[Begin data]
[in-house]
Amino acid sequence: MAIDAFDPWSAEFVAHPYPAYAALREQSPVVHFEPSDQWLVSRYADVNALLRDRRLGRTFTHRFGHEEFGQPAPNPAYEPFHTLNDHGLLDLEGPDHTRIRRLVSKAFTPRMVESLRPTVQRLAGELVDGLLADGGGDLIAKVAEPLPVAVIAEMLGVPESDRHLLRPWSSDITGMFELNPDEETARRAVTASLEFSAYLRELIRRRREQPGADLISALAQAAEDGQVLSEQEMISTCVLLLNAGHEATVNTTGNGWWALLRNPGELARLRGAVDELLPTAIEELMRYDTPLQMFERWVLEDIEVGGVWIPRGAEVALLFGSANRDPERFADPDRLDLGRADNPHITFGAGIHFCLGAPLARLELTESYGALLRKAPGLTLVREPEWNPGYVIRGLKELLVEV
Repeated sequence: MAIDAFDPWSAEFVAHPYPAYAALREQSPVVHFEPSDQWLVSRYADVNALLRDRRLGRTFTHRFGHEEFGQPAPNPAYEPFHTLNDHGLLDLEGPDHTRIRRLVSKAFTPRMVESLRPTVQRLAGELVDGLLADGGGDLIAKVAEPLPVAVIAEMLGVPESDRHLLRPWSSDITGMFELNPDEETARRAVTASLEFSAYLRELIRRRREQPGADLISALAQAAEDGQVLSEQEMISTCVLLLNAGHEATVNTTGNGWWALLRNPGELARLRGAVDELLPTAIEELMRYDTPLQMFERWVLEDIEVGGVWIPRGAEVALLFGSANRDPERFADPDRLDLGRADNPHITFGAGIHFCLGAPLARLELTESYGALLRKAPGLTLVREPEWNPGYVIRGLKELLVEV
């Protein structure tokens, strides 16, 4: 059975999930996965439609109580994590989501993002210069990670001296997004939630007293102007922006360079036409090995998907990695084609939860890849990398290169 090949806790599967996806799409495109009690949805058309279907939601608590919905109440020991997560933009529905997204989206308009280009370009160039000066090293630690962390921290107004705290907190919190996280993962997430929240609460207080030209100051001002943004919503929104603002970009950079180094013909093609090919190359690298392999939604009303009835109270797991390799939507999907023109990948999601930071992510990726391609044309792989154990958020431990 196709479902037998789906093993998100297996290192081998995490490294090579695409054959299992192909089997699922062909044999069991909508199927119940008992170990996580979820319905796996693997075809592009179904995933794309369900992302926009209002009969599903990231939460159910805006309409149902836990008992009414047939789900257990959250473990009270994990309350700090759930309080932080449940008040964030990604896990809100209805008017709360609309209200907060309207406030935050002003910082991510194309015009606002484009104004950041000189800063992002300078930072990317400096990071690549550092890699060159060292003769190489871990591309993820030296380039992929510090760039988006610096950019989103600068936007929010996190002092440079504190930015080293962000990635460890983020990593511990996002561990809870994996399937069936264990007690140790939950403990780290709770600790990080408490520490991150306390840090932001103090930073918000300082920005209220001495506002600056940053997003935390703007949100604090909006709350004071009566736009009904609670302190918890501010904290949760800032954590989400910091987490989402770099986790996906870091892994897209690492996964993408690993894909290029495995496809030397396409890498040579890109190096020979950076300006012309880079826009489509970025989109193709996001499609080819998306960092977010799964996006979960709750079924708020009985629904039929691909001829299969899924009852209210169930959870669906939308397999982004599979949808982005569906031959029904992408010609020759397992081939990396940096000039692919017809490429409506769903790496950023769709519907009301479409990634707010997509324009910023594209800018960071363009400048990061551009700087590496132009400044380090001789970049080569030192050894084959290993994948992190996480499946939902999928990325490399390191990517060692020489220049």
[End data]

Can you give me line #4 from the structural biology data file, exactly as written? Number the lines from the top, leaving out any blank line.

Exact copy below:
């Protein structure tokens, strides 16, 4: 059975999930996965439609109580994590989501993002210069990670001296997004939630007293102007922006360079036409090995998907990695084609939860890849990398290169 090949806790599967996806799409495109009690949805058309279907939601608590919905109440020991997560933009529905997204989206308009280009370009160039000066090293630690962390921290107004705290907190919190996280993962997430929240609460207080030209100051001002943004919503929104603002970009950079180094013909093609090919190359690298392999939604009303009835109270797991390799939507999907023109990948999601930071992510990726391609044309792989154990958020431990 196709479902037998789906093993998100297996290192081998995490490294090579695409054959299992192909089997699922062909044999069991909508199927119940008992170990996580979820319905796996693997075809592009179904995933794309369900992302926009209002009969599903990231939460159910805006309409149902836990008992009414047939789900257990959250473990009270994990309350700090759930309080932080449940008040964030990604896990809100209805008017709360609309209200907060309207406030935050002003910082991510194309015009606002484009104004950041000189800063992002300078930072990317400096990071690549550092890699060159060292003769190489871990591309993820030296380039992929510090760039988006610096950019989103600068936007929010996190002092440079504190930015080293962000990635460890983020990593511990996002561990809870994996399937069936264990007690140790939950403990780290709770600790990080408490520490991150306390840090932001103090930073918000300082920005209220001495506002600056940053997003935390703007949100604090909006709350004071009566736009009904609670302190918890501010904290949760800032954590989400910091987490989402770099986790996906870091892994897209690492996964993408690993894909290029495995496809030397396409890498040579890109190096020979950076300006012309880079826009489509970025989109193709996001499609080819998306960092977010799964996006979960709750079924708020009985629904039929691909001829299969899924009852209210169930959870669906939308397999982004599979949808982005569906031959029904992408010609020759397992081939990396940096000039692919017809490429409506769903790496950023769709519907009301479409990634707010997509324009910023594209800018960071363009400048990061551009700087590496132009400044380090001789970049080569030192050894084959290993994948992190996480499946939902999928990325490399390191990517060692020489220049």